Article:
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review 2017-07-20 09:43
Mrs. Palfrey at the Claremont - Elizabeth Taylor,Paul Bailey

Mrs Palfrey, newly widowed, moves into the Claremont Hotel. She expects that she will not check out again until her death. Chosen for it’s location, with all the sights and sounds of London on it’s doorstep, it’s cheap rates and the proximity to her grandson, she is determined to make the best of it. But things aren’t as expected and the monotony is only lifted when she meets Ludo by accident.


This book quietly works its magic on the reader. Gently, slowly, it worms its way into your heart. There are no big scenes, no fast paced dialogue. It has beautifully evocative prose that allows the reader to easily envisage everyone and everything.


Ludo is of course using Mrs Palfrey, though she is not always aware of it. Using her as inspiration for his writing, whilst he doesn’t always actively seek her out he does come to value her friendship. It could be taken that Ludo should be vilified for this but his actions are so considered and considerate that the reader does not find Ludo to be the enemy. Indeed Mrs Palfrey herself is using Ludo. She uses him to save her own embarrassment but also to stave off her loneliness. She needs a friend, a connection to life and Ludo provides that connection.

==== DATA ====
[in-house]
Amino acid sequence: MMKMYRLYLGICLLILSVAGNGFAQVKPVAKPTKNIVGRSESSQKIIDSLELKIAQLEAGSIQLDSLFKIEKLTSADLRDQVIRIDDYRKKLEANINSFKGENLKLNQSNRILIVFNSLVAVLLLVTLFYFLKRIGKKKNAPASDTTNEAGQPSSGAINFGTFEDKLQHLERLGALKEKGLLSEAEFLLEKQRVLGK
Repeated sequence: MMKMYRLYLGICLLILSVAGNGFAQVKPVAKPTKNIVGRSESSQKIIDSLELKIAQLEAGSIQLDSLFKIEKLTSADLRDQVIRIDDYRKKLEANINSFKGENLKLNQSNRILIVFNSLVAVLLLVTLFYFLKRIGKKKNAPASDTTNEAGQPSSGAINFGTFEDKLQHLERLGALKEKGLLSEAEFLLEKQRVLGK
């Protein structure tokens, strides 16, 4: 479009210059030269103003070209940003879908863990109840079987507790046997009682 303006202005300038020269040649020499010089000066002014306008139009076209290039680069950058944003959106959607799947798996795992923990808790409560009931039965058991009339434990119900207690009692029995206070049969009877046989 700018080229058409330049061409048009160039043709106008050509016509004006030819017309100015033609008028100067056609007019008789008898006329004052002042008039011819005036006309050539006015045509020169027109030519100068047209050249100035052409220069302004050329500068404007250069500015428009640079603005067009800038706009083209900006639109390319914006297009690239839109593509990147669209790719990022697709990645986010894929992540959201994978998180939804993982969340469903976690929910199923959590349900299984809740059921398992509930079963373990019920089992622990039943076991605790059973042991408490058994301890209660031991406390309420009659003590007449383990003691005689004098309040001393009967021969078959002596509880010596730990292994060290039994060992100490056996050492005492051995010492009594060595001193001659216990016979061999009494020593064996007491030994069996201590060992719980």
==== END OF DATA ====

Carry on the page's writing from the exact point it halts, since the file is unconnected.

The writing is understated yet beautifully done. It is only a short novel at 208 pages yet it does not feel that it has been under written. Everything that is contained in those 208 pages is a necessary part of the story. Any more pages would detract, and less would likewise.


There is a tragic edge to the story. It is after all about aging and the inhabitants of the Claremont have little to do but wait for death. Elizabeth Taylor’s insightful novel examines society’s view of the elderly and shows that it has not much changed in the last half century. It is both of it’s time and yet also ageless.


It is not just a tale of aging. It is also a love story, showing that love can develop over time, can be lost, won or indeed never really be where it is expected.


This is the first novel by Elizabeth Taylor I have read, so engaging was it, I read it in a day. It won’t be my last. I’m looking forward to discovering more from her.

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review 2016-02-04 04:56
Elizabeth Taylor: A Private Life for Public Consumption - Ellis Cashmore